Austin ISD’s student enrollment has been hemorrhaging for years. But that hasn’t stopped the uber-progressive district from spending every dollar it can gets its hands on nor does it appear to be standing in the way of a borrowing binge.

Earlier this week, Austin ISD announced that it was eyeing a big, new bond package that could cost more than $2 billion and raise taxes on struggling homeowners and businesses. Here’s more from KUT:

“The Austin Independent School District has released not one, but two, draft proposals for a 2022 bond. One package totals more than $1.55 billion and does not raise the tax rate. The other proposal is for roughly $2.18 billion and would require a 1 cent tax rate increase. AISD is collecting public input on both plans, but the board of trustees will ultimately decide which one, if either, will end up on the ballot in November.”

Don’t let tax rate language fool you. Leaving the tax rate alone or even increasing it by a small amount will cause tax bills to spike given how valuations are trending. According to the Travis Central Appraisal District: “on average, appraised values rose 56 percent over the past year.” In this type of environment, tax rates should coming down—and where they are not, your local officials are raising your taxes.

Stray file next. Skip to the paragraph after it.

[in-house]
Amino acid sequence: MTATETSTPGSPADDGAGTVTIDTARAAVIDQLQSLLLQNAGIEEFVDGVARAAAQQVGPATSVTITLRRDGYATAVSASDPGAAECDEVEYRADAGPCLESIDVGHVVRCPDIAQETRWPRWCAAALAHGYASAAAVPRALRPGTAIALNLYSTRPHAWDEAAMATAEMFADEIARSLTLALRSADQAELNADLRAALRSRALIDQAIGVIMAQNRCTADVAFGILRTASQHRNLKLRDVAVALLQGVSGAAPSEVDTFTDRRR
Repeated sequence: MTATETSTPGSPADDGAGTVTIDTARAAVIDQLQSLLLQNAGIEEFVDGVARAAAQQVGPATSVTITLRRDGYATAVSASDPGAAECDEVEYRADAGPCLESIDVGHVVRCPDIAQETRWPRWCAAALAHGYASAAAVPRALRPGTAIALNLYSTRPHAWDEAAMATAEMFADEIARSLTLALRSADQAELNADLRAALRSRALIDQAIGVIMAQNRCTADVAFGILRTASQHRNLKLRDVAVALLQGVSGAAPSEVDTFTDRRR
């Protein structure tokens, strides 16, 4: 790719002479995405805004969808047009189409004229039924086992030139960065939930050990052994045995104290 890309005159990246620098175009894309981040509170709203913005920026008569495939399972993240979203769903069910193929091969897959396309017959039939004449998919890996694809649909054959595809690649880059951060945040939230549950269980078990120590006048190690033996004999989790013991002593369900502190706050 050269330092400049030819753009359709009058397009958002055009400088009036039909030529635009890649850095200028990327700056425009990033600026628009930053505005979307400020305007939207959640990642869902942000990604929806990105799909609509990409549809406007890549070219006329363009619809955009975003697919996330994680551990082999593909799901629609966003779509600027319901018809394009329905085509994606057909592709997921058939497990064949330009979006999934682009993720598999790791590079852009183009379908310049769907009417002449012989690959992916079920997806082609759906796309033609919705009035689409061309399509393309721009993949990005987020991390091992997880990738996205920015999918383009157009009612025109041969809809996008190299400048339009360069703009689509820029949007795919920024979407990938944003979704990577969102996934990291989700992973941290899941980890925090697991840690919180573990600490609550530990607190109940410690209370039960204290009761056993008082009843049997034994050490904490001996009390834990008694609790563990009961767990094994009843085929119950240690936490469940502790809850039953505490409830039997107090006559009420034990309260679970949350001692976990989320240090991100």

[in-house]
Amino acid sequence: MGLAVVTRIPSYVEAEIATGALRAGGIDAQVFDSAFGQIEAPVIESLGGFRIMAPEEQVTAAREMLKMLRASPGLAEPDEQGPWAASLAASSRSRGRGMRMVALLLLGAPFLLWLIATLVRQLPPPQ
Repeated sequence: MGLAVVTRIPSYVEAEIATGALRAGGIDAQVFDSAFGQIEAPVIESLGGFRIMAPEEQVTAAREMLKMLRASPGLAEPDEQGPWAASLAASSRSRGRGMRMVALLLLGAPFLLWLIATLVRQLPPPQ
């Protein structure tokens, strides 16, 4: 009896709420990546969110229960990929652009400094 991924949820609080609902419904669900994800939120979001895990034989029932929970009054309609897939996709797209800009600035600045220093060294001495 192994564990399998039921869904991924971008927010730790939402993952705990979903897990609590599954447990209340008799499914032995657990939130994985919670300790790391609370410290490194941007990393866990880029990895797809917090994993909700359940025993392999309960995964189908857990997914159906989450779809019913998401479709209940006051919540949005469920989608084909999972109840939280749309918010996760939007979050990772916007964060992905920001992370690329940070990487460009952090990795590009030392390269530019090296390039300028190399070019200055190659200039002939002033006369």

The tax rate issue aside, Austin ISD’s bond considerations are striking in another sense: Both packages propose to double the district’s debt outstanding.

According to the Texas Bond Review Board’s Searchable Debt Database, Austin ISD’s principal outstanding in fiscal year (FY) 2021 totaled $1.49 billion. That figure is below the cost of both bond packages, i.e. $1.55 billion and $2.18 billion. It should be mentioned that none of these figures include interest costs which will further increase the price tag.

As it stands, the district appears willing to double its debt, assuming it can get voters to sign-off. That aggressive posture is troubling (even if it is consistent with historical budget trends—see pg. 20).

But now is not the time to entertain such fiscal extravagance. The economy stands on the verge of recession, inflation is costing the average U.S. household “an extra $341 a month,” and people are struggling to afford Austin. In fact, the New York Times recently named Austin “one of the least affordable cities in America.” If anything, now is the time for Austin ISD reset its operation to better contend with reality—that is, parents and students don’t want to attend the district for reasons of money, learning, and virtue. And because it has and will continue to teach fewer students, there is absolutely no reason why it should double its debt.